Defendant also argues that the Court should suppress the statements he made during the evening interview, although those statements followed an adequate recitation of his Miranda rights and a voluntary and knowing waiver of those rights, under Missouri v. Seibert. 542 U.S. 600 (2003). Judge Johnson correctly rejected this argument. (Non-Final Report & Recommendation at 47-48.) First, as Judge Johnson pointed out, Seibert "expressed disapproval of a deliberate interrogation tactic intended to undermine the purpose of Miranda warnings." (Id. at 48.) Indeed, "[a]n officer's decision to withhold warnings based on his interpretation of judicial precedent-even a faulty interpretation-is not the equivalent of the cunning question-first scheme that the police in Seibert routinely employed." (Id.) Here, Defendant, of his own accord, "requested to reinitiate a dialogue with law enforcement, " and the evening interview most likely would not have occurred if Defendant had "not willingly reached out in the spirit of cooperation." (Id.) Judge Johnson therefore correctly concluded that "[t]his is clearly not a Seibert case, and [Defendant is not entitled to the suppression of statements he voluntarily made to police after a knowing and voluntary waiver of his Miranda rights." (Id.) With all due respect to Defendant, nothing in his Objections warrants a different conclusion. (Objections at 34-41.) Specifically, the Court cannot agree with Defendant that the two separate interviews were, for all intents and purposes, the same session. (Id. at 35.) The Court also rejects Defendant's contention that the statements given by Defendant during the later interview were "irreparably poisoned" by the earlier alleged Miranda violation. (Id. at 35-36.)[5] Finally, the Court finds unpersuasive Defendant's argument that the second interview overlapped with the first interview to the extent that the second interview essentially was a continuation of the first. (Objections at 37-41.) The Court therefore adopts this portion of the Non-Final Report and Recommendation, overrules Defendant's corresponding Objections, and denies the portion of Defendant's Motion to Suppress Statements relating to the evening interview.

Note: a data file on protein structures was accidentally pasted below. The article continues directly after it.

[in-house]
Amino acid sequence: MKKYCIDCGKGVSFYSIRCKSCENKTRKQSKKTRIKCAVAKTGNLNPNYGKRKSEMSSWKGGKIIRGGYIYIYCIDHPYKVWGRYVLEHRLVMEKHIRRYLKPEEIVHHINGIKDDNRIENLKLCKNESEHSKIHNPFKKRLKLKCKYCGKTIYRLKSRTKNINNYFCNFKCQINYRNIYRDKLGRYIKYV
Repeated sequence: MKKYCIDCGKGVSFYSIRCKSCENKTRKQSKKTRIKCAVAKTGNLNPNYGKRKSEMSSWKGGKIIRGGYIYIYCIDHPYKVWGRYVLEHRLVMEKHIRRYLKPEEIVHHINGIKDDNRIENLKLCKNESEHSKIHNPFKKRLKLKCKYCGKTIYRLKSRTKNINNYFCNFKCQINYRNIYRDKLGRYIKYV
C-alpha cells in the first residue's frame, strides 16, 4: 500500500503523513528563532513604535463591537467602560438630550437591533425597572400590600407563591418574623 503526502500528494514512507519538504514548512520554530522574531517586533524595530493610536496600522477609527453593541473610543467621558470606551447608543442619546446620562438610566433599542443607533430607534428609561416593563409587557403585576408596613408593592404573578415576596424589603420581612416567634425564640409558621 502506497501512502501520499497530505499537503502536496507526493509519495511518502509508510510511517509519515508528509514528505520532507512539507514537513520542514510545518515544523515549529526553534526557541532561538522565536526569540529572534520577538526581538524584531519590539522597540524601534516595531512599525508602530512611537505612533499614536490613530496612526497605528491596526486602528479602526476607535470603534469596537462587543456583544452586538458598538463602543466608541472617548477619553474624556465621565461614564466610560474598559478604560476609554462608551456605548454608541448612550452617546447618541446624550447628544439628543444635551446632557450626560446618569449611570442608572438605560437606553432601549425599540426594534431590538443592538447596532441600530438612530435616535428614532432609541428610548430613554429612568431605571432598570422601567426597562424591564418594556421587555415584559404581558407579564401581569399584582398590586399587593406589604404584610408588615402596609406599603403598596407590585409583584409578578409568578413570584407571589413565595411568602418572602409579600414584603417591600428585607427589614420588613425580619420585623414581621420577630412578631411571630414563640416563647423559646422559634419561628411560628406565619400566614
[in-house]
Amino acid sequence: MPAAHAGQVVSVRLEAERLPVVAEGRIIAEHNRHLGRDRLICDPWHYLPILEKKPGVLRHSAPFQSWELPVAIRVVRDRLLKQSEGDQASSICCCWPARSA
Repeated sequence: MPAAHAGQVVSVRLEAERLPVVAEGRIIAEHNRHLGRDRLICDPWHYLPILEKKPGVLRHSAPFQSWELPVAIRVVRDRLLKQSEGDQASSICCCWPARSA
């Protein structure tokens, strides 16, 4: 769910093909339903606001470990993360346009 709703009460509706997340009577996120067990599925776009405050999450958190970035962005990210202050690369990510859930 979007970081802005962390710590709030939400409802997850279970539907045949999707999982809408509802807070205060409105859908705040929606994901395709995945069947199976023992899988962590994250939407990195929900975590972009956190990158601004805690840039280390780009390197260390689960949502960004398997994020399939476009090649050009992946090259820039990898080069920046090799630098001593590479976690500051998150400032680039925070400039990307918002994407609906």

IV. Conclusion

ACCORDINGLY, the Court ADOPTS the Non-Final Report and Recommendation of United States Magistrate Judge Walter E. Johnson [66], OVERRULES Defendant's Objections to the Non-Final Report and Recommendation [72], DENIES IN PART AND DENIES AS MOOT IN PART Defendant's Motion to Suppress Statements [45], and DENIES AS MOOT AND WITHOUT PREJUDICE Defendant's Motions to Suppress Evidence Resulting from Execution of Search Warrants [46, 56]. The Court DENIES AS MOOT the portion of the Motion to Suppress Statements relating to testimony that Defendant provided to police between 3:14 p.m. and 3:39 p.m. on February 15, 2014, and DENIES the remaining portions of that Motion.

IT IS SO ORDERED